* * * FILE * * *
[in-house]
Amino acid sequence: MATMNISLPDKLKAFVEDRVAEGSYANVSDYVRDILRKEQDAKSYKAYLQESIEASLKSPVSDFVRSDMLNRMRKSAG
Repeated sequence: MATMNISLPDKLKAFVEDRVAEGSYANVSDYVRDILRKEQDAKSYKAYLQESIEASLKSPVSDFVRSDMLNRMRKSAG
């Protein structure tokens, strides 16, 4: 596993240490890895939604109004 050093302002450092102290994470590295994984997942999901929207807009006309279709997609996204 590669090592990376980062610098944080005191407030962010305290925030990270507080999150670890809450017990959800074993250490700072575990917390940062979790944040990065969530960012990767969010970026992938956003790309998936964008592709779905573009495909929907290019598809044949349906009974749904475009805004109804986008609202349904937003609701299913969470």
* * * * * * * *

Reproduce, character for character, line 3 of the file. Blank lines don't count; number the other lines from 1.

Repeated sequence: MATMNISLPDKLKAFVEDRVAEGSYANVSDYVRDILRKEQDAKSYKAYLQESIEASLKSPVSDFVRSDMLNRMRKSAG